Presentation on theme: "Dr Nader Ghaderi, GPR. General information First described in ancient Greek by Aretaeus of Cappadocia The word Coeliac was first used in 19 th century."— Presentation transcript:
Dr Nader Ghaderi, GPR
General information First described in ancient Greek by Aretaeus of Cappadocia The word Coeliac was first used in 19 th century in a translation and was derived from the Greek word koiliakos meaning abdominal. Many other names: Celiac disease, coeliac sprue, non- tropical sprue, gluten enteropathy, endemic sprue, ….
Coeliac disease Autoimmune disorder Heightened immunologic response to ingested gluten in genetically susceptible people More prevalent than previously thought: 2.4% in Finland, less in the UK and Germany Usually GI symptoms Other symptoms are increasingly being recognised Some patient may have no symptoms Often coexists with other conditions
Pathology: No signs or symptoms before starting gluten in diet Inflammatory reaction in small bowel following ingestion of gluten, caused by immune reaction to modified gliadin( the protein in gluten) by tTGA Villous atrophy caused by this autoimmune reaction Villous atrophy causes malabsorption The only effective life-long treatment is gluten-free diet
NICE recommendation: Offer serological testing to children and adults with any of the following signs, symptoms and conditions:
Signs and symptoms: Chronic or intermittent diarrhoea Failure to thrive or faltering growth in children Persistent or unexplained GI symptoms including nausea and vomiting Prolonged fatigue ( “tired all the time”) Recurrent abdominal pain, cramping or distension Sudden or unexpected weight loss Unexplained iron deficiency anaemia or other unspecified anaemia
Conditions: Autoimmune thyroid disease Dermatitis herpetiformis IBS DM type I
NICE recommends: Consider offering serological tests to children and adults with any of the following conditions: Addison’s disease Amenorrhoea Aphtous stomatitis ( mouth ulcers) Atuimmune liver conditions Autoimmune myocarditis Chronic thrombocytopaenic purpura Dental enamel defects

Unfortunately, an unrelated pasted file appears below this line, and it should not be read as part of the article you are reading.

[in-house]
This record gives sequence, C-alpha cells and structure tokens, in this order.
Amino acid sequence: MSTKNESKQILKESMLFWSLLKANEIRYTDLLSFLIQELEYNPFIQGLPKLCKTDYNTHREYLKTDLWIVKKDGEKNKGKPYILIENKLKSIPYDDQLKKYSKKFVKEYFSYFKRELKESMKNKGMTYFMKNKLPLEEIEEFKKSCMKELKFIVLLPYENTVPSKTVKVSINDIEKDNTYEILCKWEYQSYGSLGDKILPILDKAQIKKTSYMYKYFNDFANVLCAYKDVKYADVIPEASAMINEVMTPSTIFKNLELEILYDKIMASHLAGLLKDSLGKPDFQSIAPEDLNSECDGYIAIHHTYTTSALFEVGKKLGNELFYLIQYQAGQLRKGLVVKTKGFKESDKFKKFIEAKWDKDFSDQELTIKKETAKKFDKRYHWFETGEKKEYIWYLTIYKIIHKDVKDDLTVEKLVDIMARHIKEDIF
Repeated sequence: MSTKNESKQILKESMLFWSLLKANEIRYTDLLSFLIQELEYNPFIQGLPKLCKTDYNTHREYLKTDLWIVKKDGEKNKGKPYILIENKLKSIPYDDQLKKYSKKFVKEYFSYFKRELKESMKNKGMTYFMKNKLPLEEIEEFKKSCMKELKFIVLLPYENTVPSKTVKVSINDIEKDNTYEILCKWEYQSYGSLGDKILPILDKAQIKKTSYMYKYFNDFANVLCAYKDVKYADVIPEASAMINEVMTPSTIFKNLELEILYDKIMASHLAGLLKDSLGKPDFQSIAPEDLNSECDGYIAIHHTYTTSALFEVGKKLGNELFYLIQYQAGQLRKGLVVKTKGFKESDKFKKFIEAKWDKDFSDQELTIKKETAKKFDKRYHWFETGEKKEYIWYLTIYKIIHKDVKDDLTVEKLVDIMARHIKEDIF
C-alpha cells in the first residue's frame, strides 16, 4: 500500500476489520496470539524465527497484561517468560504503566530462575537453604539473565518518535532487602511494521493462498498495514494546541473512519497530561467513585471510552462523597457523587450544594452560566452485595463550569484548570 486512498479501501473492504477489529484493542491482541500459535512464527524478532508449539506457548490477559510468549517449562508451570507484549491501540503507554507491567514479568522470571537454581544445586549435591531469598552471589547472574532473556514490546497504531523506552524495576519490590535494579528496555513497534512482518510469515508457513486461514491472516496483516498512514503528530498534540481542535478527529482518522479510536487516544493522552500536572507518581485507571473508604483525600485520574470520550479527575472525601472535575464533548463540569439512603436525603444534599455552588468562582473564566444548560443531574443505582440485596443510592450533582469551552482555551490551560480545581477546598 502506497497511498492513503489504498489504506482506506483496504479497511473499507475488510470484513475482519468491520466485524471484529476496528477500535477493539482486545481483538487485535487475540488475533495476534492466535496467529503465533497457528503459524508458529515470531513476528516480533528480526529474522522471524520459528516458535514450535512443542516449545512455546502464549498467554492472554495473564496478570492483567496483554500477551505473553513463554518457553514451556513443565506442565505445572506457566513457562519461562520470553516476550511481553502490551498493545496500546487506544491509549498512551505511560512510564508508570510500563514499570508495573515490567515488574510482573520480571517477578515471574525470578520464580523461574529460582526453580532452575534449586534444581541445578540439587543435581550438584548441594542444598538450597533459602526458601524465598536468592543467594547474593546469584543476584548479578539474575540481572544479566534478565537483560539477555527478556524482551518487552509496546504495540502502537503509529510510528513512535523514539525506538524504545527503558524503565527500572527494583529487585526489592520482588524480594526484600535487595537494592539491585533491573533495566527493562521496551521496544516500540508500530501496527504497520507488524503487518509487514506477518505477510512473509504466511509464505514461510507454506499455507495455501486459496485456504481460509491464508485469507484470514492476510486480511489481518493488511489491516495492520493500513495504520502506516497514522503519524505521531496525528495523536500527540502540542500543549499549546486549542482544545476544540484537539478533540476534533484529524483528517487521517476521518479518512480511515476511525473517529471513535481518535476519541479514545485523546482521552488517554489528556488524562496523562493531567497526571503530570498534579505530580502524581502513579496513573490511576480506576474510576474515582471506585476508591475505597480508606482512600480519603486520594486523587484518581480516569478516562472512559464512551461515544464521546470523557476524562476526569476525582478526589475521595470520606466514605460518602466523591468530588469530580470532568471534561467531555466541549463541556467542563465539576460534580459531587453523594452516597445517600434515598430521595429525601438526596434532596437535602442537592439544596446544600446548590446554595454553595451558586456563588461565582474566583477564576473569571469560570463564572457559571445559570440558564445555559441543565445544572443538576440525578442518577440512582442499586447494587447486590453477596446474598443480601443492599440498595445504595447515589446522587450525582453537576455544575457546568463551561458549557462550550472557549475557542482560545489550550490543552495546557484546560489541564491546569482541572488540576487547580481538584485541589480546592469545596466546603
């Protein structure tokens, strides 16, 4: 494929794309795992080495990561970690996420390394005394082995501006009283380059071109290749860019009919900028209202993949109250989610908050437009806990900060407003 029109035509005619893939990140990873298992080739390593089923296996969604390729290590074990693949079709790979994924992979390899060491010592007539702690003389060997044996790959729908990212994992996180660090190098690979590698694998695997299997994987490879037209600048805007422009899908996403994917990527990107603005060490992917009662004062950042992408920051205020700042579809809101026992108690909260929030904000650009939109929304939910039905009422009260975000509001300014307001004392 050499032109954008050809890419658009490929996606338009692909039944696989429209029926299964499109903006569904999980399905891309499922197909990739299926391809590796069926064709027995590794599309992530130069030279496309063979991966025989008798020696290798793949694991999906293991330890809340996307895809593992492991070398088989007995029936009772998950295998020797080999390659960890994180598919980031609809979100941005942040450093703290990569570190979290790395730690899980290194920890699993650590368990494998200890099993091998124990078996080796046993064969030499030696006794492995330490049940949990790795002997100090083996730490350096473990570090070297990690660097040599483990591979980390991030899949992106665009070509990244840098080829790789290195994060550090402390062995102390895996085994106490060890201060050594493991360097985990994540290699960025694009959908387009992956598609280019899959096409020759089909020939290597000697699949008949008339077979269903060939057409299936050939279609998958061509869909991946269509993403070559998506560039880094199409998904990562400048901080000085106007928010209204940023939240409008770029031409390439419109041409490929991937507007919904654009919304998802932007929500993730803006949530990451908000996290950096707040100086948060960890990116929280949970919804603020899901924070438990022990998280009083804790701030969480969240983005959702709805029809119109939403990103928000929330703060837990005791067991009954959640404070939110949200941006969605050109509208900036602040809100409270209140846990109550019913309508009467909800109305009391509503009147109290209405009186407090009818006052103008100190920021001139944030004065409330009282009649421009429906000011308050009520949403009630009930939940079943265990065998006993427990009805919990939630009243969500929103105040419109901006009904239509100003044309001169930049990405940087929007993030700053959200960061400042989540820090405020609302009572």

Also : Depression or bipolar disorder Down’s syndrome Epilepsy Low trauma fracture Lymphoma Metabolic bone disease such as rickets or osteomalacia Microscopic colitis Persistent or unexplained constipation Persistent raised liver enzymes with unknown cause
And: Polyneuropathy Recurrent miscarriage Reduced bone mineral density Sarcoidosis Sjogren’s disease Turner syndrome Unexplained alopecia Unexplained subfertility
Serological tests: IgA tTGA as first test EMA if above test equivocal IgA deficiency test if IgA tTGA negative If IgA deficient then IgG tTGA If serology positive refer to gastroenterologist for further investigations and biopsy If serology negative and high clinical suspicion refer to GI If serology negative and low clinical suspicion then coeliac disease is unlikely
Prior to serology or biopsy: To have an accurate test, patient should be taking gluten in diet: Should eat some gluten in more than one meal every day for at least 6 weeks before testing They should not start a gluten-free diet until the diagnosis is confirmed by biopsy.
Gluten containing food: Wheat Barley Rye Wheat subspecies like: semolina, spelt, durum, Small minority of patients may react to oat, likely due to contamination during food processing, pure forms are available.
Gluten free foods: Maize Wild rice Non-cereal carbohydrate rich foods like potatoes and bananas. Processed food available
Resources lifestyle/food-on-prescription details the monthly quantities and types of gluten free foods a GP may can prescribe lifestyle/food-on-prescription Lots of useful information from recipes to advice for healthcare professionals The review appointment checklist professionals/management-of-coeliac-disease/review- appointment-checklist professionals/management-of-coeliac-disease/review- appointment-checklist